“Of course.” Karen said.

The show-and-tell process continued as Karen moved from room to room examining my old stuff. She finally stopped in front of the rusty handheld pruning shears I kept on a shelf. This time she didn’t make a guess or even comment. She simply pointed at the shears and waited.

“Oh.” I took my cue. “They were my grandmother’s and I keep them to remember her love of gardening.”

Karen actually smiled. “Does everything have a story?”

“Of course.” I said.

We rejoined the pizza party and later as people began their goodbyes, talk turned to weekend plans. Somewhere in the chatter, Karen was asked if she would hit the antique shops in the morning, her well-known Saturday routine.

“No.” Karen tapped her chin with her forefinger. “I have enough of those.”  

The room fell silent in disbelief.

She looked towards the rusty old pruning shears as she spoke again.

“What I need is some old stuff.”

Stuart M. Perkins

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Tag, You’re It

While getting dressed for work this morning I carefully tore away the dry cleaner tag stapled around the collar label inside my new shirt. There had been enough obnoxious tags to remove when I bought it, now back from the dry cleaner it had another.

Ughhh…one last tag.

That tiny ripping sound as I removed it reminded me of new clothes I bought back in my college years. On the first of maybe two shopping “sprees” in my life, I’d come away with several new shirts and pairs of pants.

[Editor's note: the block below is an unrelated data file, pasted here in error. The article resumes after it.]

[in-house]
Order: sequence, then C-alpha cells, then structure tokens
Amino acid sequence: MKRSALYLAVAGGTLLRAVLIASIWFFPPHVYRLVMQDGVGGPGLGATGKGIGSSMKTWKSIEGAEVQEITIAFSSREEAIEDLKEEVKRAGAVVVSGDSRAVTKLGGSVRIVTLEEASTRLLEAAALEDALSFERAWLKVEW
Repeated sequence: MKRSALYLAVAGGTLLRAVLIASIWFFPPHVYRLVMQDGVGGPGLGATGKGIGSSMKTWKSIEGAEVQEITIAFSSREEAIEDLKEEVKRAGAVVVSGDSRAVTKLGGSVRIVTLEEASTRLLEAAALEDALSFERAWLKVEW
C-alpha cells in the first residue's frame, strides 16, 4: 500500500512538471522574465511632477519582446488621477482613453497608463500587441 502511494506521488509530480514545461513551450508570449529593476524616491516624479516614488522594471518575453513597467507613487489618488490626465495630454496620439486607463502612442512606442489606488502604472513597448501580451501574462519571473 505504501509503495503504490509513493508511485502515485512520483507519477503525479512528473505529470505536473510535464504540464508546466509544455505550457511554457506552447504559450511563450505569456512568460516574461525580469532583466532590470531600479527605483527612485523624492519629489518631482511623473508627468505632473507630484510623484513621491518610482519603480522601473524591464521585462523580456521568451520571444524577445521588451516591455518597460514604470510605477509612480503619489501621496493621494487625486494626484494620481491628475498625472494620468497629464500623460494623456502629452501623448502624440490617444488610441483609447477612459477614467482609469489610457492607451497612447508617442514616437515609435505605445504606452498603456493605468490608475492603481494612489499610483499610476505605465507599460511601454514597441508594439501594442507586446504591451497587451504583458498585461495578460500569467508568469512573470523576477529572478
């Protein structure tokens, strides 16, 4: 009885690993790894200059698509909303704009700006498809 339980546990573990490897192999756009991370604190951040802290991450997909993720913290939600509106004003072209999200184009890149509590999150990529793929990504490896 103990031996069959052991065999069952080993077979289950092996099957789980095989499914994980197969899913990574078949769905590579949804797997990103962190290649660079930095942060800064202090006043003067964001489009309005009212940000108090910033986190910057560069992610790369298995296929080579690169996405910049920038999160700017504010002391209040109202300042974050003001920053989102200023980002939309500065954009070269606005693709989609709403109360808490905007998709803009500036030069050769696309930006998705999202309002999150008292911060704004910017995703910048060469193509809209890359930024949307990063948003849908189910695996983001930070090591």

My spree had run late by the time I got home. Not bothering to wash them before going to bed I promptly put the new clothes away – by tossing them in a lump across the back of a chair. Those were college years, after all. The next morning I dressed hurriedly, about to be late for class, and eagerly dug through my new purchases for something to wear.

I ripped tags from first one pair of pants, then another. There seemed to be tags on the waists, tags on every pocket, tags around belt loops. Plastered to one leg of each pair of pants was a foot long clear sticker with “32 waist” printed down its length. Yes, “32 waist”… those were college years after all…

I ripped tags with reckless abandon and realized I was late for class. I pulled on a new pair of pants, grabbed one of the new shirts, and rushed from my room. I was very proud of my new clothes and thought I looked spectacular. As I walked across campus it became clear that everyone seemed to agree.

My new wardrobe was a hit, especially my new shirt with a navy blue background and tiny red and green stripes. It was a handsome shirt and it caught eyes wherever I went. Other students looked at my shirt and smiled. Some even pointed me out to their friends. What a fashion plate I was. As I walked from class to class that day I enjoyed constant attention as a result of my fabulous clothes.

At the end of the school day I hurried home to change and relived how proud I’d been of my new clothes. As I took off my handsome new shirt something rough scraped and cut hard across my neck. In slow motion I finished taking the shirt off, gingerly held it in front of me, and slowly turned it around to examine it. I expected to find a scorpion, maybe a king cobra, a rabid rhinoceros, or something equally sinister that had clung to me all day before launching an attack.

And there it was.

A foot long clear sticker.